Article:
(Reuters) - Former Vice President Mike Pence, who served Donald Trump with unwavering loyalty but later turned on him after the 2021 attack on the U.S. Capitol, will formally challenge his former boss for the Republican presidential nomination on Wednesday.
It is extremely rare for a vice president to run against a president he served under, and it has happened just a handful of times in U.S. history. Pence enters the Republican presidential primary with a mountain to climb, polling at just 5% and trailing Trump by 44 points, according to a Reuters/Ipsos opinion poll in May.
Pence, who turns 64 on Wednesday, will face Trump and at least 10 others in a crowded Republican field that is essentially a two-man race between Trump and Florida Governor Ron DeSantis.
Pence will launch his campaign at an event near Des Moines, Iowa's capital. He will follow that with a CNN town hall event on Wednesday evening. Pence's campaign declared his candidacy to the Federal Election Commission on Monday.
Pence, a conservative Christian, will focus much of his campaigning on Iowa, the first state to vote in the nominating contest next year. Iowa has a significant number of evangelical voters among its Republican electorate. Pence hopes a strong showing in the state will give him momentum and propel him into contention.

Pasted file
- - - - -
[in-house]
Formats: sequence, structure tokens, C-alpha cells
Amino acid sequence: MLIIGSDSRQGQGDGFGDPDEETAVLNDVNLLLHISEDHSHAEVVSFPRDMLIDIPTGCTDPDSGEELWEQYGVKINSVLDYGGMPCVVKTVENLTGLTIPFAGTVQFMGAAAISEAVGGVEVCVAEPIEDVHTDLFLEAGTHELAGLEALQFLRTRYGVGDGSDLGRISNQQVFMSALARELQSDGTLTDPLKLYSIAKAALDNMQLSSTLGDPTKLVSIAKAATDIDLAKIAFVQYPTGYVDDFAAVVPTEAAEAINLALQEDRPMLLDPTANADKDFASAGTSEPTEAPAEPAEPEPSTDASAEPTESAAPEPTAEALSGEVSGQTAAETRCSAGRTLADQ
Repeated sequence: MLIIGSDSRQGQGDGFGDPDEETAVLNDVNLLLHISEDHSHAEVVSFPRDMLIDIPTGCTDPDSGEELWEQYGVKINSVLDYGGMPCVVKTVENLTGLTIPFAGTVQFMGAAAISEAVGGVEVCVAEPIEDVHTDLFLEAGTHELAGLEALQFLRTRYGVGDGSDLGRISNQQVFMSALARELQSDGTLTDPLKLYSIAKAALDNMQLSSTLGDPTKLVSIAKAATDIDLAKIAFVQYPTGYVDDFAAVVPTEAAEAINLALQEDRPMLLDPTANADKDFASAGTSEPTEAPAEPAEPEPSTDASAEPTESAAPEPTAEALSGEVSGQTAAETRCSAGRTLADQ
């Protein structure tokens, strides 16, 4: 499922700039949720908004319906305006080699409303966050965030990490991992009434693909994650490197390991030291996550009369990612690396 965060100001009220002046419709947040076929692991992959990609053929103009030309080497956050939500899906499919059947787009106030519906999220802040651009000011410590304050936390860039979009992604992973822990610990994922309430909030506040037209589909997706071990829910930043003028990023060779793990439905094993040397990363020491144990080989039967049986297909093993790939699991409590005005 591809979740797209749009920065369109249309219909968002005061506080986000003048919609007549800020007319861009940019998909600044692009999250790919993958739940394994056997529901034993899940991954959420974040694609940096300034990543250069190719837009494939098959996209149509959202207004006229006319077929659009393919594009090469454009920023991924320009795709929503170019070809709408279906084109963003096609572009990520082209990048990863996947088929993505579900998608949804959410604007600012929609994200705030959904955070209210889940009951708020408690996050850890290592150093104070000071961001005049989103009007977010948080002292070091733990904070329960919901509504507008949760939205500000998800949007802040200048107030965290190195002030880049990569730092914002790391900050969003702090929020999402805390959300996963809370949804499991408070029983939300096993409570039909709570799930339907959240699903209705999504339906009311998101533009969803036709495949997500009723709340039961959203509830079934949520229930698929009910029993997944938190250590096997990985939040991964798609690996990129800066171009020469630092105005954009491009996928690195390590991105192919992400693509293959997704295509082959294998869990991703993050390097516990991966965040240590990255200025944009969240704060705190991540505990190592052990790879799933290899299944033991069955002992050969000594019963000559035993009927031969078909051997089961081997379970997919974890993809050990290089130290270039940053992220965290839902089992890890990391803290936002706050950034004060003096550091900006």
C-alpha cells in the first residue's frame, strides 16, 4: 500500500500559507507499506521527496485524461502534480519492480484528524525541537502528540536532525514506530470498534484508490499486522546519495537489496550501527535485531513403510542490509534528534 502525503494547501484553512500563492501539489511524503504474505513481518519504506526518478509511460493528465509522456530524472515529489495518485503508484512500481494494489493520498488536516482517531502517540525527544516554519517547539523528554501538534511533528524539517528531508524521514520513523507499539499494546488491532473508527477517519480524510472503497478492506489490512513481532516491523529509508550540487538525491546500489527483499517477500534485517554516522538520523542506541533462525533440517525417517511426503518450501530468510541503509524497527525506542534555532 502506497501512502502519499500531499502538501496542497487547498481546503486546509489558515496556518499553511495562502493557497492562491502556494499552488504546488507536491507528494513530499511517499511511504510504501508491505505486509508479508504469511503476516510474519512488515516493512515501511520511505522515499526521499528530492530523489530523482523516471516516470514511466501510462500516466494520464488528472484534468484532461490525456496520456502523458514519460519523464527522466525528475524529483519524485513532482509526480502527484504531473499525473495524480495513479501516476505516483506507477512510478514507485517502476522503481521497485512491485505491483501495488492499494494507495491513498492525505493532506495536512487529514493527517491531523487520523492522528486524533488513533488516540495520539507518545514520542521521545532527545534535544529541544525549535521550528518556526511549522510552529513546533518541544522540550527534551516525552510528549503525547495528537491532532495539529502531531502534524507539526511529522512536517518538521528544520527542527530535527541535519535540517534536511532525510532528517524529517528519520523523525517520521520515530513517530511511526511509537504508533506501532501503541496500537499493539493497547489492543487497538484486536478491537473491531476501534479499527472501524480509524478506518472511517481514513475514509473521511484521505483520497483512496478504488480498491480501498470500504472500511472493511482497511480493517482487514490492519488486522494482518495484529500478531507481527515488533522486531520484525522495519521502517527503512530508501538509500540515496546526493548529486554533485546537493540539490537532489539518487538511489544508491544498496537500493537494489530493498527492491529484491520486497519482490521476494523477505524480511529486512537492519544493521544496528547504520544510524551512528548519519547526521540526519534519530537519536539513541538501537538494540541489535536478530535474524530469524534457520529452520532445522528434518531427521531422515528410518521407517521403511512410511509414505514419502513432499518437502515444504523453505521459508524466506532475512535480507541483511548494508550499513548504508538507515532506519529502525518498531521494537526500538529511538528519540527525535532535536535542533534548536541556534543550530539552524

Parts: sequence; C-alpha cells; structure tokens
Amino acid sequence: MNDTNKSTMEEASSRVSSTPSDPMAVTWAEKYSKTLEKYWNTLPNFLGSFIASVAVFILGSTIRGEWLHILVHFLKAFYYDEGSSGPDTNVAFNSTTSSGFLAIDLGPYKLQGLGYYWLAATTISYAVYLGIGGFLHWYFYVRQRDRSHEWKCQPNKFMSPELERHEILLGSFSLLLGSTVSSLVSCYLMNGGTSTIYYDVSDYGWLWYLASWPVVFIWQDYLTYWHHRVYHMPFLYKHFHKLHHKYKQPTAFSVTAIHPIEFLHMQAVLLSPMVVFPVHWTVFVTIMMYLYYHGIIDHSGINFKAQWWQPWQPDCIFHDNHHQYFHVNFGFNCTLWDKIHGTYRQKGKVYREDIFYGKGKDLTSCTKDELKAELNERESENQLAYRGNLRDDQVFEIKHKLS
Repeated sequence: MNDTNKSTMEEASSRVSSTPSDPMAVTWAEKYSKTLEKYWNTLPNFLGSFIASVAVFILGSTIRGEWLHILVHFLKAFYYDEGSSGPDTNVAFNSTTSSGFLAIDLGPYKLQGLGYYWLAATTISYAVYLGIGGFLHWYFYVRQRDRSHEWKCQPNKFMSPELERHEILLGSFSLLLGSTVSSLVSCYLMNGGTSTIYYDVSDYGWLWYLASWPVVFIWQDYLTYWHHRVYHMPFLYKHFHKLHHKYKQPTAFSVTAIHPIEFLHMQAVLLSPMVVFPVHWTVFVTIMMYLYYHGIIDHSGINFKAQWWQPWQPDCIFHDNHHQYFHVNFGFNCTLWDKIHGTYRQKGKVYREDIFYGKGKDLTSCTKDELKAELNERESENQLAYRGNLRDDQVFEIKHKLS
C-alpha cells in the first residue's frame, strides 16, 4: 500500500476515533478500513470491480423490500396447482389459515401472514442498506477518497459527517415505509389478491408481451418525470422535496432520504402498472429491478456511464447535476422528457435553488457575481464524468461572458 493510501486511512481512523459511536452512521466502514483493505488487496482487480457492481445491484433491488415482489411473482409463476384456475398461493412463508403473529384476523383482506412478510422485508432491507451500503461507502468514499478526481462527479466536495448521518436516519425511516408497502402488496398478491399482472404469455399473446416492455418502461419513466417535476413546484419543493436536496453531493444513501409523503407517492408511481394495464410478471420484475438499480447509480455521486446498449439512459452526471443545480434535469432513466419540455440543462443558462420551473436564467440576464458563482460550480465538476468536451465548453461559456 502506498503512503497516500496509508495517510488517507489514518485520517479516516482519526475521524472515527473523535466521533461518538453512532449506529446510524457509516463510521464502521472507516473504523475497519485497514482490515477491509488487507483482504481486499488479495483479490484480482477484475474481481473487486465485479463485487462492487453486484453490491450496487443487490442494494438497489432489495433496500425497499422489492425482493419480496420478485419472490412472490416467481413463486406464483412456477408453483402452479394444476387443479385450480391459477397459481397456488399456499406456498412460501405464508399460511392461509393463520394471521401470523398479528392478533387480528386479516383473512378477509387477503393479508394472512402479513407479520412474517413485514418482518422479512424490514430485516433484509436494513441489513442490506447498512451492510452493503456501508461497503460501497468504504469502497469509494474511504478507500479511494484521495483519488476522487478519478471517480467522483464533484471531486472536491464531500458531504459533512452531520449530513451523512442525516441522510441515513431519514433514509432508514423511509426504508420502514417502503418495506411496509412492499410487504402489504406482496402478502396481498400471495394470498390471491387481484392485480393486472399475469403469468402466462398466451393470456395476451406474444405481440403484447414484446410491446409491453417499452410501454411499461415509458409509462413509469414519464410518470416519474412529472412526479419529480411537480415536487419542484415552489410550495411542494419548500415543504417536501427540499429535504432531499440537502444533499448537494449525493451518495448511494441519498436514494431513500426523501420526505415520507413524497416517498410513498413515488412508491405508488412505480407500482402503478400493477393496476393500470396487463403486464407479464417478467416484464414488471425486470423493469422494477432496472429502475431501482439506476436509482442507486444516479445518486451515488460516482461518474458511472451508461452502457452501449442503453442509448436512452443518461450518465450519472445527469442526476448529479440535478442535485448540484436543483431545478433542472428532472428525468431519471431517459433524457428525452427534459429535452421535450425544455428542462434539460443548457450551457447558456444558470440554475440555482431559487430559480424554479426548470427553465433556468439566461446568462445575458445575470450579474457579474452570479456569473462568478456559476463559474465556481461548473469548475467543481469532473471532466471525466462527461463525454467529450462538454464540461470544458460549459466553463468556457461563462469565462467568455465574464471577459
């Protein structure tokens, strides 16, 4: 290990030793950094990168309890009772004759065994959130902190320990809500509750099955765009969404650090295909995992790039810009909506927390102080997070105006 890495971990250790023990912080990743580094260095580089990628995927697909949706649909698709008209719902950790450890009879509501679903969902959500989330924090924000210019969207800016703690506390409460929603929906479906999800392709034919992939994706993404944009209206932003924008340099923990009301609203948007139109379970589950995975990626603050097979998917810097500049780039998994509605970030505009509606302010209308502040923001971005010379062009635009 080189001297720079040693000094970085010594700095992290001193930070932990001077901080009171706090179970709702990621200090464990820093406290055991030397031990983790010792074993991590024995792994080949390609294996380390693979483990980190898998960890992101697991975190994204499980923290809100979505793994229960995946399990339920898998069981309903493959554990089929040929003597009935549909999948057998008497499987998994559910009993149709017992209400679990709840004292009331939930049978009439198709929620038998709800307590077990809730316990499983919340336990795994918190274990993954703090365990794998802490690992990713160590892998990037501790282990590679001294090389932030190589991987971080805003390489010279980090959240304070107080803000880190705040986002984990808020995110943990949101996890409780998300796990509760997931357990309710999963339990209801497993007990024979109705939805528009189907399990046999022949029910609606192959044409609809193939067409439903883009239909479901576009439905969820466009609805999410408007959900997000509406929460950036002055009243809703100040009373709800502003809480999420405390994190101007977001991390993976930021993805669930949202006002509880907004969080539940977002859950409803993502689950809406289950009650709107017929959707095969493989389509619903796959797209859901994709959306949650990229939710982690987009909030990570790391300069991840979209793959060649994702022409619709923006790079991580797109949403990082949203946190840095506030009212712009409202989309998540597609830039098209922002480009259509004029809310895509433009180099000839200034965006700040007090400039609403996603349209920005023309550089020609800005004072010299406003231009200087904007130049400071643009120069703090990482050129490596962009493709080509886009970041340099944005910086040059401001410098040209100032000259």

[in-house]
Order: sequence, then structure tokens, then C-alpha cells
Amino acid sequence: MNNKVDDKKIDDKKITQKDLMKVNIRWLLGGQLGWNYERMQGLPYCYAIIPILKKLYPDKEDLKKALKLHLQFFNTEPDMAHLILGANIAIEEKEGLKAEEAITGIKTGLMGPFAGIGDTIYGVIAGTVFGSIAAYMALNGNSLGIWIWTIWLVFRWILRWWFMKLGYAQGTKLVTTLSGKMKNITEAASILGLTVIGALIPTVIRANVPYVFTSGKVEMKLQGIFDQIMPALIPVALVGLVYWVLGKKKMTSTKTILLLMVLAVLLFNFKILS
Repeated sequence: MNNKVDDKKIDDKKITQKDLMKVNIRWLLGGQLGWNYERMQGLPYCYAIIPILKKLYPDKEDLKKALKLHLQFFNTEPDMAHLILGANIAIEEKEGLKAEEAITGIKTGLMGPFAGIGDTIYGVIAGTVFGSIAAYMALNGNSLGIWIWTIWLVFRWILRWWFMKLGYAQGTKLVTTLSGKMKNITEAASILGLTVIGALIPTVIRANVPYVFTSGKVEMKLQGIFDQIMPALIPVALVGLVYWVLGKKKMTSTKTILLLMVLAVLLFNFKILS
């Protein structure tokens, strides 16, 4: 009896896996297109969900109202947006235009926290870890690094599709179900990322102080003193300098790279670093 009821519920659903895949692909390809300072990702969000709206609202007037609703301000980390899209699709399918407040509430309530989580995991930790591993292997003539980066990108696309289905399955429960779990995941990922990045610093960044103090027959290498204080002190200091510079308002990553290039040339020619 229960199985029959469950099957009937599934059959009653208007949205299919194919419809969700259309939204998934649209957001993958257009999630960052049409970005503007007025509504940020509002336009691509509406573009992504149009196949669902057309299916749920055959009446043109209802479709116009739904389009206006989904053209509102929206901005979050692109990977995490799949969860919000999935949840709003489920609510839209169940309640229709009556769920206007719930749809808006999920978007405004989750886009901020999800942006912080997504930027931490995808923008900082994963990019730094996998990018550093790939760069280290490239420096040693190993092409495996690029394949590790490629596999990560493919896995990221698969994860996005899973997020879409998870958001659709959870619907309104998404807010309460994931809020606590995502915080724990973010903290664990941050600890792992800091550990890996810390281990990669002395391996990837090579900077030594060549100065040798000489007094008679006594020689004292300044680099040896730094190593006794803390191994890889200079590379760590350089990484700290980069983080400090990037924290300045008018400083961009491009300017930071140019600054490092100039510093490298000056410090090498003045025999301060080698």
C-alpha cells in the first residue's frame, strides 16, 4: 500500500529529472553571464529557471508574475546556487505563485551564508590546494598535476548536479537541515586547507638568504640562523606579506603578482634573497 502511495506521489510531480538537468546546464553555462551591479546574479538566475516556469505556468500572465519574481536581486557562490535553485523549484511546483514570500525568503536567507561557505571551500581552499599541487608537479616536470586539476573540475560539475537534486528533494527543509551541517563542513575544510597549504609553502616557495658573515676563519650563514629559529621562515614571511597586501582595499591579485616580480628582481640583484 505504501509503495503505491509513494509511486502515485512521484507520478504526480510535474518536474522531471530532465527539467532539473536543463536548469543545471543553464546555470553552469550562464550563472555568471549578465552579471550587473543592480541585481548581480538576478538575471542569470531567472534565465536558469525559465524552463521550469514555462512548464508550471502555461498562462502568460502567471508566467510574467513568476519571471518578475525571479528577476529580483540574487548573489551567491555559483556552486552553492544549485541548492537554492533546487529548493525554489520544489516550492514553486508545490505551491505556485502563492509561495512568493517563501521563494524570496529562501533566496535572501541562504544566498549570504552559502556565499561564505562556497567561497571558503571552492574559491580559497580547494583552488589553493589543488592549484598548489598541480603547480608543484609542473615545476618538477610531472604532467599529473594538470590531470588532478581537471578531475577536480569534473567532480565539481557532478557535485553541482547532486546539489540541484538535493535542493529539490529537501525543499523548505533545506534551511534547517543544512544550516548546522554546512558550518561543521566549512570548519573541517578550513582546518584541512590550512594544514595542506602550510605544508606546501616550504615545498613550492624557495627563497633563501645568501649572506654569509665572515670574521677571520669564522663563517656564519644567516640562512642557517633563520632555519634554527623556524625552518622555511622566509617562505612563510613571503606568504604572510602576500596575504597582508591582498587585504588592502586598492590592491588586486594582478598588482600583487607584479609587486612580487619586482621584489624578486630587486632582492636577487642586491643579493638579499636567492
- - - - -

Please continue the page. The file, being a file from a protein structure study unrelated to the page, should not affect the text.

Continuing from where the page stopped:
During Trump's tumultuous four years in the White House, Pence repeatedly defended him through multiple scandals.
But Pence incurred the wrath of Trump and his supporters when, as ceremonial president of the Senate, he refused to stop the certification of Democrat Joe Biden's victory over Trump in the 2020 election.
Pence said he had no constitutional authority to meddle with the election results. Trump supporters stormed the Capitol during the certification process on Jan. 6, 2021, forcing Pence, lawmakers and staff to flee to safety.
"I had no right to overturn the election, and his reckless words endangered my family and everyone at the Capitol that day, and I know that history will hold Donald Trump accountable," Pence said in March.
In Tweets during the certification, Trump accused Pence of cowardice. Some rioters chanted for Pence to be hanged.
Many of Trump's diehard supporters view Pence's refusal to overturn the election result as treachery, potentially complicating his path to the nomination.
Pence, who served as a governor of Indiana and is a former congressman, still embraces many of Trump's policies while portraying himself as an even-keeled and consensus-oriented alternative.
The success of his campaign will hinge on whether he can attract enough backers of Trump's policies who are turned off by the former president's rhetoric and behavior to build a viable coalition.
(Reporting by Tim Reid, editing by Ross Colvin and Grant McCool)